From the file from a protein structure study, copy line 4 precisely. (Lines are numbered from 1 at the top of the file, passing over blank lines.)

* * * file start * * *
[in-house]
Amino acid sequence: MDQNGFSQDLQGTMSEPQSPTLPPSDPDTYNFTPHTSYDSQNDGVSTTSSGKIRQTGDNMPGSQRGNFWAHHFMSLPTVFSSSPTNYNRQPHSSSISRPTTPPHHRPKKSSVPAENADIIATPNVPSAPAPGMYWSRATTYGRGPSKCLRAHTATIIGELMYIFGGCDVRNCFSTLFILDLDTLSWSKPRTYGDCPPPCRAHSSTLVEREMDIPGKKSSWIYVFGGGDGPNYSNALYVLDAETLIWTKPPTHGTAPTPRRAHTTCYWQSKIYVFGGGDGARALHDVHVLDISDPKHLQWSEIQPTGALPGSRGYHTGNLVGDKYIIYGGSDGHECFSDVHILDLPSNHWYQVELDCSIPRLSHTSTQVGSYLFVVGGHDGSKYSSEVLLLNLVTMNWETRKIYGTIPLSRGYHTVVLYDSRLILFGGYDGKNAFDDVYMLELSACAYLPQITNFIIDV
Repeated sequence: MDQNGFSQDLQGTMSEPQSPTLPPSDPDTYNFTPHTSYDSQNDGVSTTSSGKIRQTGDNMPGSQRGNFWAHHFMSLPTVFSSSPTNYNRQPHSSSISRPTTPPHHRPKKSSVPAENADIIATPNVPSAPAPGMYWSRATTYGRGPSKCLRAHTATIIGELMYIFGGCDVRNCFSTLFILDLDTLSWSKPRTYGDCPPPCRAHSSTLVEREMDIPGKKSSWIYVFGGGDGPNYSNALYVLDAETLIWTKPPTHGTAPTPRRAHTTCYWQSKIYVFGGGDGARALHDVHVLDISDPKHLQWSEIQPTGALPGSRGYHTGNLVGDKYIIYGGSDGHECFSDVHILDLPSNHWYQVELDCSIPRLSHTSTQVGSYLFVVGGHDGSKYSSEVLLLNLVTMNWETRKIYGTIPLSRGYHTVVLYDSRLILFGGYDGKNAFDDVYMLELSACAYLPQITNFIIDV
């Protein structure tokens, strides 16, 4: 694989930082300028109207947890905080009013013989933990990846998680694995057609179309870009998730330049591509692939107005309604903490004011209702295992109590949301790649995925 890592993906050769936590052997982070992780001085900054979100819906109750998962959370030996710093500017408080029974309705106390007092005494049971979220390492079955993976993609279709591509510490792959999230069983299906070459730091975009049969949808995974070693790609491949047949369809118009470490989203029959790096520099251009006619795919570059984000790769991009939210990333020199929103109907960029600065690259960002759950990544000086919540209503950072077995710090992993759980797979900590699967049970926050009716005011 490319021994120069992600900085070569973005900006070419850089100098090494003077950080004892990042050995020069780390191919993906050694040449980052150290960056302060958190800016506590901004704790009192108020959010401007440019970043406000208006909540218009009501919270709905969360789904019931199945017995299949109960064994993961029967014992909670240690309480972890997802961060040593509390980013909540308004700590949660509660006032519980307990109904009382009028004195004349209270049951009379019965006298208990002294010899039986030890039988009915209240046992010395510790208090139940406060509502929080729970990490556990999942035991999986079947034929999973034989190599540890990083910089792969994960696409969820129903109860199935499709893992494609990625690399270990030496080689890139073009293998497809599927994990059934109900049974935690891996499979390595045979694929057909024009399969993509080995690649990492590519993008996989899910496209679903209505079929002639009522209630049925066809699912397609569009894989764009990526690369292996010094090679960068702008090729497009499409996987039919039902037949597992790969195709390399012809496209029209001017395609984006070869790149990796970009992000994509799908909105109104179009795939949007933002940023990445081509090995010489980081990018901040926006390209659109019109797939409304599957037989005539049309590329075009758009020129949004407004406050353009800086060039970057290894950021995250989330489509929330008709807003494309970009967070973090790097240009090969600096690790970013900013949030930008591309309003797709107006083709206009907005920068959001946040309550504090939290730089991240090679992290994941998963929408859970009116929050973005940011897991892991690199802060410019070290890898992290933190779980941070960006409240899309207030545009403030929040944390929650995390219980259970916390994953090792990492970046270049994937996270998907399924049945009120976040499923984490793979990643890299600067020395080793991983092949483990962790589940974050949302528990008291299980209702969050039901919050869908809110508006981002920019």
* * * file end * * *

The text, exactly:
């Protein structure tokens, strides 16, 4: 694989930082300028109207947890905080009013013989933990990846998680694995057609179309870009998730330049591509692939107005309604903490004011209702295992109590949301790649995925 890592993906050769936590052997982070992780001085900054979100819906109750998962959370030996710093500017408080029974309705106390007092005494049971979220390492079955993976993609279709591509510490792959999230069983299906070459730091975009049969949808995974070693790609491949047949369809118009470490989203029959790096520099251009006619795919570059984000790769991009939210990333020199929103109907960029600065690259960002759950990544000086919540209503950072077995710090992993759980797979900590699967049970926050009716005011 490319021994120069992600900085070569973005900006070419850089100098090494003077950080004892990042050995020069780390191919993906050694040449980052150290960056302060958190800016506590901004704790009192108020959010401007440019970043406000208006909540218009009501919270709905969360789904019931199945017995299949109960064994993961029967014992909670240690309480972890997802961060040593509390980013909540308004700590949660509660006032519980307990109904009382009028004195004349209270049951009379019965006298208990002294010899039986030890039988009915209240046992010395510790208090139940406060509502929080729970990490556990999942035991999986079947034929999973034989190599540890990083910089792969994960696409969820129903109860199935499709893992494609990625690399270990030496080689890139073009293998497809599927994990059934109900049974935690891996499979390595045979694929057909024009399969993509080995690649990492590519993008996989899910496209679903209505079929002639009522209630049925066809699912397609569009894989764009990526690369292996010094090679960068702008090729497009499409996987039919039902037949597992790969195709390399012809496209029209001017395609984006070869790149990796970009992000994509799908909105109104179009795939949007933002940023990445081509090995010489980081990018901040926006390209659109019109797939409304599957037989005539049309590329075009758009020129949004407004406050353009800086060039970057290894950021995250989330489509929330008709807003494309970009967070973090790097240009090969600096690790970013900013949030930008591309309003797709107006083709206009907005920068959001946040309550504090939290730089991240090679992290994941998963929408859970009116929050973005940011897991892991690199802060410019070290890898992290933190779980941070960006409240899309207030545009403030929040944390929650995390219980259970916390994953090792990492970046270049994937996270998907399924049945009120976040499923984490793979990643890299600067020395080793991983092949483990962790589940974050949302528990008291299980209702969050039901919050869908809110508006981002920019």